NASA does not expect to fly an exact copy of its Glory climate observation satellite lost in a March 4 launch attempt, according to an agency official.

“We’re certainly not going to do a carbon reflight of Glory, and that’s largely owing to the fact that the Glory [spacecraft] bus was a repurposed bus to begin with and it is largely obsolete at this point,” Charles Gay, NASA deputy associate administrator for science, said at the Goddard Memorial Symposium in Greenbelt, Md., March 30.

The $424 million satellite was destroyed when the protective shroud on its Taurus XL rocket failed to separate. Both the rocket and the satellite were built by Orbital Sciences Corp. of Dulles, Va.

Glory, which used a spacecraft platform originally built for the long-canceled Vegetation Canopy Lidar mission, was designed to operate in polar orbit to monitor aerosols in the Earth’s atmosphere and continue NASA’s uninterrupted 30-year history of observing solar energy output. It carried the Aerosol Polarimetry Sensor (APS), built by Raytheon Space and Airborne Systems of El Segundo, Calif., and the Total Irradiance Monitor, built by the University of Colorado’s Laboratory for Atmospheric and Space Physics.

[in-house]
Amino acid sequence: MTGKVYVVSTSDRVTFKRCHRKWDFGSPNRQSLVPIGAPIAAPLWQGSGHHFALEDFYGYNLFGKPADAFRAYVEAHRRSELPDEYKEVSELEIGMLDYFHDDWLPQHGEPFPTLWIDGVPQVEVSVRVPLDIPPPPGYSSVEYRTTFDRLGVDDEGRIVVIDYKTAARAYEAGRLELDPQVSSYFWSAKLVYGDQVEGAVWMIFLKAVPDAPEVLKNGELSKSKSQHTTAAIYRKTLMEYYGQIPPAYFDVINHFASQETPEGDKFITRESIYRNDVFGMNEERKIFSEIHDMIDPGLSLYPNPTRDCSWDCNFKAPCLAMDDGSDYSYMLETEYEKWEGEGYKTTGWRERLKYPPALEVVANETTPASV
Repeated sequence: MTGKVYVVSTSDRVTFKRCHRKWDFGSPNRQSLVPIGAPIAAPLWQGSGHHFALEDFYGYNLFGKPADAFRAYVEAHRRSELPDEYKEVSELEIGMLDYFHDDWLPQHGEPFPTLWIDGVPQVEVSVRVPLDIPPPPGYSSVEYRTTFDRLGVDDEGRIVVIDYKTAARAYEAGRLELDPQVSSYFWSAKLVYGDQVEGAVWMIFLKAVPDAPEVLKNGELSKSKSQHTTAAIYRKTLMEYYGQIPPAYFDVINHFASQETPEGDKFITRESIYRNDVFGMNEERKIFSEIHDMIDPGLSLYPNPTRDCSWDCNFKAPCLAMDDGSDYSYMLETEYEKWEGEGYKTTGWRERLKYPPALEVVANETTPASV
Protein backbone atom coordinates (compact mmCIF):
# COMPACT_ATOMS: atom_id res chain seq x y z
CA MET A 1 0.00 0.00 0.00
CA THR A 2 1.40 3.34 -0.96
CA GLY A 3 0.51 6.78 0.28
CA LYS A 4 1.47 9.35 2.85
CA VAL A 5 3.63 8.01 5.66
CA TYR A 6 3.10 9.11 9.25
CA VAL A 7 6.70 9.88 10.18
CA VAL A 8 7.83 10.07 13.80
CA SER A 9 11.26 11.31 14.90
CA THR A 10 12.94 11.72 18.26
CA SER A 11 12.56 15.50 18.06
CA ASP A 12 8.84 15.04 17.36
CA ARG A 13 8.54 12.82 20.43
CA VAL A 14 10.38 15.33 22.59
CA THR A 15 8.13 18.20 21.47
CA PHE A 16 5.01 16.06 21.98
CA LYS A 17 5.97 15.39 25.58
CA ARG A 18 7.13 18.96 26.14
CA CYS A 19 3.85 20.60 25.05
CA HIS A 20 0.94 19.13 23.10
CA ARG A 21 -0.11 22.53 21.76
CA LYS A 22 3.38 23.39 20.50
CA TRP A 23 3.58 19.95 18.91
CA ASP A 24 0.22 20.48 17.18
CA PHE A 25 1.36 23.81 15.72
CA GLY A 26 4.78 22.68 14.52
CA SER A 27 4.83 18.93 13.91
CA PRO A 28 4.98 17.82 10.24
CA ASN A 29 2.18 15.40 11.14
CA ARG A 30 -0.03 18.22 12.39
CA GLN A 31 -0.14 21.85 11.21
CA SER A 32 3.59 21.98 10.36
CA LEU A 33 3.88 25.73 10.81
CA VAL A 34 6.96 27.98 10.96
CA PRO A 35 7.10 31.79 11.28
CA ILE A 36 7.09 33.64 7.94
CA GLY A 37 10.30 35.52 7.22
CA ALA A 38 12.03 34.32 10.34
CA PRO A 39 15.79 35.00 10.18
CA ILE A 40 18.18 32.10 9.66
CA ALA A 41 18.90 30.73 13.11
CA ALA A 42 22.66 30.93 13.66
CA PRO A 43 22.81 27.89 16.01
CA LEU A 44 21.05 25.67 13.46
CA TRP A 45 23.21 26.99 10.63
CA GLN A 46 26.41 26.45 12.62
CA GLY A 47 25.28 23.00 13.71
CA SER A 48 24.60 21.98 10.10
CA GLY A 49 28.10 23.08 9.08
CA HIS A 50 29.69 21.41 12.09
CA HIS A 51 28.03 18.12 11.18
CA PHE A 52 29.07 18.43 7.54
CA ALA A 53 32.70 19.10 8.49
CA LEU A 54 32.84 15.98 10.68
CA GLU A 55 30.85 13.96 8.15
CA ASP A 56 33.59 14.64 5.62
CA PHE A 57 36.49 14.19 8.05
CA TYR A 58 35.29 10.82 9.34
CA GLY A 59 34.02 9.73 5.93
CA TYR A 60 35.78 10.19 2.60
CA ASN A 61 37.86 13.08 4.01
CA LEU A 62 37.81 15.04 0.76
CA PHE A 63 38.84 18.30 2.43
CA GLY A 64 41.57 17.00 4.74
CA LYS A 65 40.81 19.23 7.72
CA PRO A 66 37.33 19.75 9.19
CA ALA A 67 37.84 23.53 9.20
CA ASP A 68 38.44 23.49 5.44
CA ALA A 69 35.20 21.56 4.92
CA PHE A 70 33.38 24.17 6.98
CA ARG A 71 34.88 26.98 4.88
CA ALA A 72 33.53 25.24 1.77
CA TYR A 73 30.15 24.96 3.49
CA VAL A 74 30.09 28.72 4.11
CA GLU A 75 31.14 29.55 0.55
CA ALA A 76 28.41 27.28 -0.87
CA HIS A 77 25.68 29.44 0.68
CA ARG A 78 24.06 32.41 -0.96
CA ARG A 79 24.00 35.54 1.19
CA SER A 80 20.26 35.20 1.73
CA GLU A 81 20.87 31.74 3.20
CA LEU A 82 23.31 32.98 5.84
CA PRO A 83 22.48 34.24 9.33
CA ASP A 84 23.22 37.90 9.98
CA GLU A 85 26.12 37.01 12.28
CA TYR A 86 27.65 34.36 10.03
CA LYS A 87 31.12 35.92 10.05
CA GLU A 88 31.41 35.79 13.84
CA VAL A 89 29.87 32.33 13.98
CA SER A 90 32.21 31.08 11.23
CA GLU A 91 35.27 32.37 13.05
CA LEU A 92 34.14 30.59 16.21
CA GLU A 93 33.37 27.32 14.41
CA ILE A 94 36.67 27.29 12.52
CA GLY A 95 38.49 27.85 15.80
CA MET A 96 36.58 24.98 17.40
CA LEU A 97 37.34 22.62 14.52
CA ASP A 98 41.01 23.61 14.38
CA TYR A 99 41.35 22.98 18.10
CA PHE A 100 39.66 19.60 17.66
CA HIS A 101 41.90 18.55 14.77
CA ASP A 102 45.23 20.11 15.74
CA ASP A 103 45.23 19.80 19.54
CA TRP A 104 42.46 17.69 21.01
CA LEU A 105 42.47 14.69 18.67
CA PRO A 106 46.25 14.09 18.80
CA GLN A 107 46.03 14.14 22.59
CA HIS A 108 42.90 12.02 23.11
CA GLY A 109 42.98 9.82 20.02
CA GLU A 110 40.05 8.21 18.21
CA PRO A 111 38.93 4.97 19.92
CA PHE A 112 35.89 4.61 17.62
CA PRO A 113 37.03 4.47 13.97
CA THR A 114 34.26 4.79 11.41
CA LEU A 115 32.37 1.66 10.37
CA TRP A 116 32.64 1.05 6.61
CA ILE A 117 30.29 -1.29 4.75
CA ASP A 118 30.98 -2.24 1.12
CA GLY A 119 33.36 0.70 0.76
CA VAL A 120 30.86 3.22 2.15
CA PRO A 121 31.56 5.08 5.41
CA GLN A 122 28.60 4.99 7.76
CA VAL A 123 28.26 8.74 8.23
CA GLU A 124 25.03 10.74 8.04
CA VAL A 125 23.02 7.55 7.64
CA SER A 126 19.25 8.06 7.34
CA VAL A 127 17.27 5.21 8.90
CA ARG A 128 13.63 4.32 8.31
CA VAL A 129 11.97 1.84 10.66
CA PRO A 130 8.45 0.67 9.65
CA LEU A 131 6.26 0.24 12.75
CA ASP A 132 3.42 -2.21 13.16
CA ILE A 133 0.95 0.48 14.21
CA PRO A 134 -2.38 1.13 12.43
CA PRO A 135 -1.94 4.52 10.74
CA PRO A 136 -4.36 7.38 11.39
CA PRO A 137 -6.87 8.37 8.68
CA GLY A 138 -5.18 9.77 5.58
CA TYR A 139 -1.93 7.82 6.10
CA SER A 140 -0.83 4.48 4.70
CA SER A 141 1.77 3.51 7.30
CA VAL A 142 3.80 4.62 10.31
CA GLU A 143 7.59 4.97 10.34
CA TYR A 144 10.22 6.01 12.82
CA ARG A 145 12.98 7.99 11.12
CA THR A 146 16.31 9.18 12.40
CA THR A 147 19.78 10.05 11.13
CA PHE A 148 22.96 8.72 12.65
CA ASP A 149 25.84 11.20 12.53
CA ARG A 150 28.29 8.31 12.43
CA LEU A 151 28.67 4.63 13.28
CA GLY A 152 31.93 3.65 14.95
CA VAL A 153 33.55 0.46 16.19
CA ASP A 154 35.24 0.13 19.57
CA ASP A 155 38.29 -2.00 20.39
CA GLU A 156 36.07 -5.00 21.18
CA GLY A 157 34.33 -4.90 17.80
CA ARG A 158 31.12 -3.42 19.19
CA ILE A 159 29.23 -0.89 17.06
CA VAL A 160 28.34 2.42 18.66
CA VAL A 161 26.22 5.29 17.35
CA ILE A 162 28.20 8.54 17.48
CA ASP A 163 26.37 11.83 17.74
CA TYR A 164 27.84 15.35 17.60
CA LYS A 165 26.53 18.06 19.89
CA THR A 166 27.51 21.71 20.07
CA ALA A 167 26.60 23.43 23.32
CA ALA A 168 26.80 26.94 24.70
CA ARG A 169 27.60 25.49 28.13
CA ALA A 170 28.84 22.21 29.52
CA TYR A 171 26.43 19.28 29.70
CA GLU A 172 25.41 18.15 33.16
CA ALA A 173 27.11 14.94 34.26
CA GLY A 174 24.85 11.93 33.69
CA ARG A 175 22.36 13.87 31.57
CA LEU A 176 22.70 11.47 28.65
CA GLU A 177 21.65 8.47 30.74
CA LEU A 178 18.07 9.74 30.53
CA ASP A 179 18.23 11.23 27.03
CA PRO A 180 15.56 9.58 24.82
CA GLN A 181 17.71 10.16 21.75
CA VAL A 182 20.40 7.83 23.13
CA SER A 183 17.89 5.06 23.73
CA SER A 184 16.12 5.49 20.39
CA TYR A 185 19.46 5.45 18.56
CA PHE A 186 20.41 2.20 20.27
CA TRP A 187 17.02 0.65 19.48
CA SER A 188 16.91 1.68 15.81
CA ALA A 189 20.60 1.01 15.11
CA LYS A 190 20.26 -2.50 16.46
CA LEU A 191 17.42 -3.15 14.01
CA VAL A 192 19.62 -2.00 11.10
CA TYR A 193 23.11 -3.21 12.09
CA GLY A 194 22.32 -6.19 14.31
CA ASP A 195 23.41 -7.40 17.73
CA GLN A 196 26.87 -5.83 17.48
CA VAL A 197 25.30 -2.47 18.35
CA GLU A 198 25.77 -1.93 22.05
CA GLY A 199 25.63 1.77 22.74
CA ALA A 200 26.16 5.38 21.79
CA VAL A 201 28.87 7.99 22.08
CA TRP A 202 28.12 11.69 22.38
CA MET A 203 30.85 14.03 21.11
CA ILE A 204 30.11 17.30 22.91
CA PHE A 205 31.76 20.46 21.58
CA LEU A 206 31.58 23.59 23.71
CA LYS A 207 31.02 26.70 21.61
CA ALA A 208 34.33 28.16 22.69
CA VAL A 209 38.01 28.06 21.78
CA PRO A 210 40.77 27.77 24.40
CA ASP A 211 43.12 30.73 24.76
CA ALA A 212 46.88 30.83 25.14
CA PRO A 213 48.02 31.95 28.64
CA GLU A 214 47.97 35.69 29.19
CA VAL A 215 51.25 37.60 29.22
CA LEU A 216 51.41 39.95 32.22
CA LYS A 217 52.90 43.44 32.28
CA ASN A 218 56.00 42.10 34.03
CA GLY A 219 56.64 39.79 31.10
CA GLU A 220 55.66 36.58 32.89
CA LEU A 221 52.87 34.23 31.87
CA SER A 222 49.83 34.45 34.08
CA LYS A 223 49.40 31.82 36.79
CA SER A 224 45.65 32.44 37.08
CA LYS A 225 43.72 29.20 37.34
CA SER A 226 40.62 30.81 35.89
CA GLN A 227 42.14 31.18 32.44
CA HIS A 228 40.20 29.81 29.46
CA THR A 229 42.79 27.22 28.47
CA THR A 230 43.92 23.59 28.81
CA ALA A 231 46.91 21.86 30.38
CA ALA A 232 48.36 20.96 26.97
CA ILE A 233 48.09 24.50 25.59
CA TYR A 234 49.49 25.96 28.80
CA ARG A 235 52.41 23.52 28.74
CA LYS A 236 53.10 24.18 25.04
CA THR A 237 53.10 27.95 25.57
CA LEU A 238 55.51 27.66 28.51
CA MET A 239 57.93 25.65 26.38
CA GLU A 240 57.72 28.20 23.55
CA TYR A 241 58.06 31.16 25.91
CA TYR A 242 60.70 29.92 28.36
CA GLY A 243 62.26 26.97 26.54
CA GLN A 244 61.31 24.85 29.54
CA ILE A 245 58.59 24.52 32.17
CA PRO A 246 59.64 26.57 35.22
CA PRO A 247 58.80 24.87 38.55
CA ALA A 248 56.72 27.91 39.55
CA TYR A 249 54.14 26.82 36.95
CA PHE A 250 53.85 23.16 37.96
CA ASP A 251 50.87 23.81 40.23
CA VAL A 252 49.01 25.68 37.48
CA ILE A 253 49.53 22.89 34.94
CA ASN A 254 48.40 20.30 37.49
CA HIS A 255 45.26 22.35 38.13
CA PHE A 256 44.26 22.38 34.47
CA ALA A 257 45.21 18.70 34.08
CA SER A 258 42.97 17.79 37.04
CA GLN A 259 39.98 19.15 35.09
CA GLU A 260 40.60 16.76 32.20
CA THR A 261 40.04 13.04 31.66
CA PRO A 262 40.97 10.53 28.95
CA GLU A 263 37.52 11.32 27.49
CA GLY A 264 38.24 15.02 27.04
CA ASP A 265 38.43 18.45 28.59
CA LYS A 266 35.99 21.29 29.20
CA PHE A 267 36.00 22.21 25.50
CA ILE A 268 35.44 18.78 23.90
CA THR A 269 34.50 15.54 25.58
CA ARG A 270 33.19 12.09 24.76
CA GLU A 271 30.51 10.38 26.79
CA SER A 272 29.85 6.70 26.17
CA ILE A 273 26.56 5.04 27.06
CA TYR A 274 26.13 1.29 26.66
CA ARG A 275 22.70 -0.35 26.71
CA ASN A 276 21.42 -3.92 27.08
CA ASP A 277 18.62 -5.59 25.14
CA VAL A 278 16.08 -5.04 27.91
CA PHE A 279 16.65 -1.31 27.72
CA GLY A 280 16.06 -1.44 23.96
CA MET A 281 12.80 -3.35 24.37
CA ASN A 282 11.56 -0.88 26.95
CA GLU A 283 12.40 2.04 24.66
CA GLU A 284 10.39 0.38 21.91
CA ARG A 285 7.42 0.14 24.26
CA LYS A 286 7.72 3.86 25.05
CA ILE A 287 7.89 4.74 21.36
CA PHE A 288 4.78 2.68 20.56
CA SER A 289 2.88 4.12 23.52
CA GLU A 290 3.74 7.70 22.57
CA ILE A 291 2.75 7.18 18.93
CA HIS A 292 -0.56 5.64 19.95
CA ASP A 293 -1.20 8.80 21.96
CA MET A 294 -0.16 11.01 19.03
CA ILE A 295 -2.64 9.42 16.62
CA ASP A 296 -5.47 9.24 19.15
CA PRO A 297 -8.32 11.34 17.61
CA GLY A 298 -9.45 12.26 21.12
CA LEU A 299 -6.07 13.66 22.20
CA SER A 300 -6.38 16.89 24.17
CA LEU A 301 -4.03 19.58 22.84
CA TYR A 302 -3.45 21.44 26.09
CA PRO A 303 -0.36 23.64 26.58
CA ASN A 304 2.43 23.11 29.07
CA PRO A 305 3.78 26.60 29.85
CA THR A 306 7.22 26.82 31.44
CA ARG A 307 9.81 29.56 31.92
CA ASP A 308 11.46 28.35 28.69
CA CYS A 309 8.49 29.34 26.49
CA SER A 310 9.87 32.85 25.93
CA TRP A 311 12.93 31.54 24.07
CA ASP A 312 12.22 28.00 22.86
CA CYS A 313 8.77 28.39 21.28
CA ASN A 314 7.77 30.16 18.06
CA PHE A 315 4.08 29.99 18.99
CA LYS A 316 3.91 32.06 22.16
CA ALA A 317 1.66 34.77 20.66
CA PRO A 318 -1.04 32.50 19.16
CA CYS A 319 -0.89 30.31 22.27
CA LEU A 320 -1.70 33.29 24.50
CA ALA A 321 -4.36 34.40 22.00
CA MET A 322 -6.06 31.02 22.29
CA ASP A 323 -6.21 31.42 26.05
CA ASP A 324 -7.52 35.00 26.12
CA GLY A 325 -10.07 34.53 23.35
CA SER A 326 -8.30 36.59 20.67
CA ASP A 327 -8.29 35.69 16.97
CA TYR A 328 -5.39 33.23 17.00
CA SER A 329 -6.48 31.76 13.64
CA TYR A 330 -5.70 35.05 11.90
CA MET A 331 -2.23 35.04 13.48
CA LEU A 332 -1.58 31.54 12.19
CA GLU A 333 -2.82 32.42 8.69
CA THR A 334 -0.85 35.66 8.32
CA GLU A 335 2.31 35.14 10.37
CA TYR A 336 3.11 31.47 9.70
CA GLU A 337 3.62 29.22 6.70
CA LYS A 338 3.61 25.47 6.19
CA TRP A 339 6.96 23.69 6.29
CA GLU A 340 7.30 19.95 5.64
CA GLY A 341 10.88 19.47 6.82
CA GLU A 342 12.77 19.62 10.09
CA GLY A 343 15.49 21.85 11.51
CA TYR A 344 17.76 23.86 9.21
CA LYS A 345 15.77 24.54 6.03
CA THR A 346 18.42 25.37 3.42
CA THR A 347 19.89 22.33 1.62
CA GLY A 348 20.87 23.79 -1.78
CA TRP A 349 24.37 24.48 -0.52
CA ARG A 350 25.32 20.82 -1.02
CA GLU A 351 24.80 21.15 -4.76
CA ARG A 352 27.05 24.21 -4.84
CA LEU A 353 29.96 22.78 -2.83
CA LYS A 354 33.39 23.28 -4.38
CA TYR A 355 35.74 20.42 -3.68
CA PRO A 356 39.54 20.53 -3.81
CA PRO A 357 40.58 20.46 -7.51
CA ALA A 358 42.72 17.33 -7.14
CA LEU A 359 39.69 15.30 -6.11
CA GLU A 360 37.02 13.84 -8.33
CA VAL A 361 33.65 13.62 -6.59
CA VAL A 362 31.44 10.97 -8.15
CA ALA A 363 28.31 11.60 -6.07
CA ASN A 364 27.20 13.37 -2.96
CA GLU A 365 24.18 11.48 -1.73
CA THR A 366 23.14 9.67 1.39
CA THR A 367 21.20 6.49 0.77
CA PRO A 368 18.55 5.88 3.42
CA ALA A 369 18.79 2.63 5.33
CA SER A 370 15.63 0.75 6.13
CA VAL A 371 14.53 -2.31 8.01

Gay said NASA is currently assessing options for recovering the science opportunities lost when Glory failed to reach orbit.

“We’re looking at the impact of the loss of the Glory mission measurements and looking at that in the context of what we have flying now, what we have flying in the near-term and to identify where the gaps are,” he said. “Also in parallel we’re looking at what would be the kind of instrument that would be needed to best fill that gap. Is it a reflight of the APS instrument, is it a different instrument given the technology we have today?”

Ultimately, Gay said, if there is a gap in mission needs, NASA will assess options for filling it.

“Is it a free-flier or is it an instrument we could put on another spacecraft to get some synergy on an upcoming mission we already have planned for flight?” he said, adding that NASA could benefit from cost savings in the latter case.

Gay said NASA will spend the coming months costing options and building them into its 2013 budget request.

“We’ll be doing that over the next several months and will factor that into our budget development process,” he said.


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